General Motors’ first-quarter net profit rose 19% over the prior year thanks to strong U.S. sales. The firm increased its profit forecast for the entire year in anticipation of continued strong demand for its vehicles.
The Detroit manufacturer increased its revenue from January through March from $1.99 billion to $2.37 billion.
GM earned $2.21 per share, easily surpassing analyst projections of $1.72, after deducting a $900 million charge to pay severance packages to around 5,000 white-collar employees who took buyouts during the quarter.
The quarter’s revenue came in just shy of $40 billion, exceeding expectations of $38.55 billion and increasing by 11% from a year earlier.
Due to the year’s promising start, the business increased its pretax profit projection for 2023 to $11 billion to $13 billion. It used to range between $10.5 billion to $12.5 billion.
General Motors Co. shares increased 2.3% before Tuesday’s market opened.
Paul Jacobson, the chief financial officer, did not expect a recession this year but predicted solid demand through December.
April is still perfect for us, he remarked. Therefore, we are optimistic that we can meet this more excellent instruction.
The buyouts are already paying off for GM, and according to Jacobson, a predicted $1 billion in yearly savings will also benefit the business this year.
Prices held up well despite a slight decline in GM’s average transaction price as sales in the United States, the company’s most lucrative market, increased by about 18% in the quarter.
In the United States, the average cost of a GM vehicle was $50,263, which is $490 less than a year earlier.
“We will have a little bit of a challenge as we lap last year’s pricing increases through this year,” Jacobson said, adding that the new models GM is launching should assist with pricing and demand.
He claimed he doesn’t see any justification for GM to matching the numerous price reductions for electric vehicles announced by industry leader Tesla this year.
He added that the consumer demand for our products appears to be very high, and we feel pleased about our current pricing.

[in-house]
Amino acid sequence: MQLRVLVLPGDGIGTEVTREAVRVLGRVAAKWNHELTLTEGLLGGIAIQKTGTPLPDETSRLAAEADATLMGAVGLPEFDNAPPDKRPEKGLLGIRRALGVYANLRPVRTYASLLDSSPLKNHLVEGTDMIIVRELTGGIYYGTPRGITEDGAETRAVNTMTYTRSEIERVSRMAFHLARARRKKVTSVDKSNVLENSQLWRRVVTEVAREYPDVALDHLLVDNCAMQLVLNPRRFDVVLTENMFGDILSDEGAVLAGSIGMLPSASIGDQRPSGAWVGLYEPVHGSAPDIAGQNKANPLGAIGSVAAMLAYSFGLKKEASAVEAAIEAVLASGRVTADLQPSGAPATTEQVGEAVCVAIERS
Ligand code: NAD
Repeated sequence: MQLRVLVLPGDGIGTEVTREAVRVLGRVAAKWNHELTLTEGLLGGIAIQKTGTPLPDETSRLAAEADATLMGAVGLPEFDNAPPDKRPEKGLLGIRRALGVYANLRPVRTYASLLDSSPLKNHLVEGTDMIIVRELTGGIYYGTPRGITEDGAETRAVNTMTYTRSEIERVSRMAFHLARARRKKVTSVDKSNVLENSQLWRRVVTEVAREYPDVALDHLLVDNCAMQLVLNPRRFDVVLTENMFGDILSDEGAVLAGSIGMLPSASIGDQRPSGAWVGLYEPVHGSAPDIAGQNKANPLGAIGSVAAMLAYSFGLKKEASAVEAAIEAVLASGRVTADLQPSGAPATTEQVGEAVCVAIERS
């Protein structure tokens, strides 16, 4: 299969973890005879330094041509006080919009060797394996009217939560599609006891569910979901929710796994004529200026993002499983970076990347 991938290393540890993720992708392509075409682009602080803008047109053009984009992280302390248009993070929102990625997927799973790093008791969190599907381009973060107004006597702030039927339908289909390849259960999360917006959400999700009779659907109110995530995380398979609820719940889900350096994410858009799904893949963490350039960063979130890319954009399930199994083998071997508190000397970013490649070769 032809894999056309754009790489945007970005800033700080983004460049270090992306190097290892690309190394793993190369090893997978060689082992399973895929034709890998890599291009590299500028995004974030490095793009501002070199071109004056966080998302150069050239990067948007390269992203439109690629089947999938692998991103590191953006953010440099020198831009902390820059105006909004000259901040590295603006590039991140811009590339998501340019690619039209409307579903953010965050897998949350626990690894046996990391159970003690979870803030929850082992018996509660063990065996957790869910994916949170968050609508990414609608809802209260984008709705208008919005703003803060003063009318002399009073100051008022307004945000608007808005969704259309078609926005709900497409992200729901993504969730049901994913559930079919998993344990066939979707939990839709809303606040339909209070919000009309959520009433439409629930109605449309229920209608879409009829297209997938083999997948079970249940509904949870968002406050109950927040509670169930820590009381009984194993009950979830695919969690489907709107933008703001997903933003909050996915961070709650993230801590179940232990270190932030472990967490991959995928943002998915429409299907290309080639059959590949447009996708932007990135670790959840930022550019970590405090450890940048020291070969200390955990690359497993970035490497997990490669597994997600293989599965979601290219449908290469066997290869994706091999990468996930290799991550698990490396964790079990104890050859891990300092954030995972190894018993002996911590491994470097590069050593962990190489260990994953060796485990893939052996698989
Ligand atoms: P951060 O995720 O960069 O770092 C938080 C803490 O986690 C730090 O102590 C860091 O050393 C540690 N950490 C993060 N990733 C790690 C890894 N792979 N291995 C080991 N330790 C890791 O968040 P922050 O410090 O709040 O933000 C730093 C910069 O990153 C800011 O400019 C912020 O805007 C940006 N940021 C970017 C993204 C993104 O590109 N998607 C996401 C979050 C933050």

GM anticipates a significant rise in sales this year due to the introduction of several new electric vehicle models.
The business plans to produce 400,000 EVs in North America between 2022 and the first half of 2024. GM sold 20,670 electric vehicles in the first quarter, which was still enough to move it into second place behind Tesla.
Also on Tuesday, GM and Samsung SDI of South Korea announced plans to invest more than $3 billion in a new battery cell manufacturing facility in the United States.
The exact location is uncertain, but the businesses intend to start doing business there in 2026.
The factory, which is anticipated to produce prismatic and cylindrical nickel-rich cells, will be run jointly by GM and Samsung SDI.
The auto sector was compelled to reduce production last year due to a global shortage of computer chips and other parts, which led to price increases as demand remained high.
But manufacturing and the lack of features are beginning to improve. At the end of March, GM had 412,000 vehicles in stock, an increase of 50% over the same period last year.
For the quarter, GM’s pretax profits in North America increased 14% to $3.58 billion. However, its revenue from China dropped by 64% to $83 million.
According to Jacobson, new gasoline and electric vehicles from the corporation are on the way as Chinese sales rebound.